13:32 justin_smith: xtreak: the into {} fails because {} expects each element to be a two element vector

13:32 ,(seq [1 2 3])

13:33 clojurebot: (1 2 3)

13:33 roelof: justin_smith: oke, so the calculation in the let block and the recur only with the variables you mean

13:33 justin_smith: ,(type (seq [1 2 3]))

13:33 clojurebot: clojure.lang.PersistentVector$ChunkedSeq

13:33 justin_smith: roelof: right, instead of having so much logic on one line

13:33 xtreak: if you are ready for more complex details, there's the fact that vectors create a chunked seq

13:34 xtreak: Things make much better sense now. What will be the structure of a lazy sequence?

13:34 justin_smith: xtreak: the only thing that makes lazy sequences, is the function lazy-seq

13:34 check out the doc and examples for that function

13:34 roelof: can I then do more then 1 thing after the false, Or schould I make it works with both in a ( ) ?

13:34 justin_smith: roelof: that's what the let does

13:34 roelof: oke, learned another thing :)

13:35 xtreak: ,(type (seq #{1 2 3}))

13:35 clojurebot: clojure.lang.APersistentMap$KeySeq

13:35 justin_smith: ,(if false :ORLY (let [a 0 b 1] (+ a b)) ; roelof

13:35 clojurebot: #<RuntimeException java.lang.RuntimeException: EOF while reading>

13:35 justin_smith: err

13:35 ,(if false :ORLY (let [a 0 b 1] (+ a b))) ; roelof

13:35 clojurebot: 1

13:36 justin_smith: xtreak: also I hope you found this link on the sequence page http://clojure.org/lazy

13:36 xtreak: Is it really a linked list? sets return a different name :(

13:36 justin_smith: xtreak: it can act like a linked list

13:36 the point is that vectors and sets and etc. each return a totally different type, adapted to their source data

13:37 but they all use the same interface, the interface our sequence functions all use, so you can ignore the concrete type most of the time

13:37 because it's a sequence, and that's all that matters usually

13:39 xtreak: So it doesn't matter to the consumer of the sequence too as they only traverse and perform the actions returning a sequence. Right?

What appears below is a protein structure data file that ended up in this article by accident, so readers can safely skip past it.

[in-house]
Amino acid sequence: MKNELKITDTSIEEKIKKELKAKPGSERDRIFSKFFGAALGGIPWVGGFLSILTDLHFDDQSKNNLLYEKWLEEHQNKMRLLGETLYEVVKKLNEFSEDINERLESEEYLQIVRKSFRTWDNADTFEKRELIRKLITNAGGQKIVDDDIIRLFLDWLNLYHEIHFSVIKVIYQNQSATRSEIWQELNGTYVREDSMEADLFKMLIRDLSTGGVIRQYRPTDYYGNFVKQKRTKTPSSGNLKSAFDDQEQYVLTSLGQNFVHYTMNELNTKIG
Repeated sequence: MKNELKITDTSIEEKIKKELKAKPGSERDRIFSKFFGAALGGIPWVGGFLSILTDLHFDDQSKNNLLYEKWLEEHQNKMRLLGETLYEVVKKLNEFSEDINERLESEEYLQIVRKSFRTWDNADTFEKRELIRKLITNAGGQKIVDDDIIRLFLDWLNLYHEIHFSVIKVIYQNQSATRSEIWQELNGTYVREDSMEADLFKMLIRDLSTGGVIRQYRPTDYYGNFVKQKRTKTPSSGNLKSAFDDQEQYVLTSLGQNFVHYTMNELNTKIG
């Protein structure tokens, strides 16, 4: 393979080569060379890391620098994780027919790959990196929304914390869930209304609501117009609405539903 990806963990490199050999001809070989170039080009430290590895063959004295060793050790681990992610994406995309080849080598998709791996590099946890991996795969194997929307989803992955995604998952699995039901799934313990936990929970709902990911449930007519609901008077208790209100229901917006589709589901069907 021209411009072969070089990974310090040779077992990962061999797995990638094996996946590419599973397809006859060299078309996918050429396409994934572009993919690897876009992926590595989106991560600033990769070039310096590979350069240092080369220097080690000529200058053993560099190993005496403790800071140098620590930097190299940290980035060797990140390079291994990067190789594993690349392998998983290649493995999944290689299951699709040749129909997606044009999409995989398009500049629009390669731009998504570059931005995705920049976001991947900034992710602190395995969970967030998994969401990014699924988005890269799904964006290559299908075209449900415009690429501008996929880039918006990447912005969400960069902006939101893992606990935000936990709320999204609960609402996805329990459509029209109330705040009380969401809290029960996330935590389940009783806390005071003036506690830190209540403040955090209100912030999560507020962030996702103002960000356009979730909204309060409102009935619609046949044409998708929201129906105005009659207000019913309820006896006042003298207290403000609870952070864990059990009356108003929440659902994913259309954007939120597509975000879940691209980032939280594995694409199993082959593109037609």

13:39 justin_smith: right

13:39 they are effectively using a linked list - even though none of these are a canonical linked-list type

13:40 roelof: justin_smith: it this what you mean ; http://lpaste.net/142298 . It gives a error message on let but it produces the right output

13:41 justin_smith: roelof: the recur should be outside the binding vector

13:42 roelof: I saw it later, Did change that

13:42 justin_smith: also, I think you want a + there, I was thinking you would do more like (let [counter (inc counter) n n a (get answer (- counter 2)) b (get answer (- counter 1))] (recur counter n (+ a b)))

13:43 roelof: also, notice that we can now tell n never changes, so it doesn't need to be a loop arg, and you could take it out of both loop and recur

13:43 xtreak: I looked into the lazy sequence link. Its a little heavy for me. I will go chunk by chunk. Please add other links too that will help me when I get stuck. Thanks a lot for your walkthrough bearing the newbie. Learnt a lot of things justin_smith . Is there any log of clojure channel available ? For my reference.

13:44 justin_smith: oh yeah, lazybot makes one when it is around, as does clojurebot - one moment

13:44 xtreak: http://clojure-log.n01se.net/

13:45 Draco_: I have a hashmap such as {"x" {"user" "stuff"} "user" "z" "y" [{"user" "K"} {"abc" "def"}]}, how do I extract all values of "user" to get a vector such as ["stuff", "z", "K"] ? I've looked at tree-seq, postwalk, but am really stuck.

13:46 xtreak: Sweet :) accidentally closed my irc client and lost all the msgs. Thanks a lot :)

13:47 roelof: justin_smith: when I do this : http://lpaste.net/142299 I see the null exception error again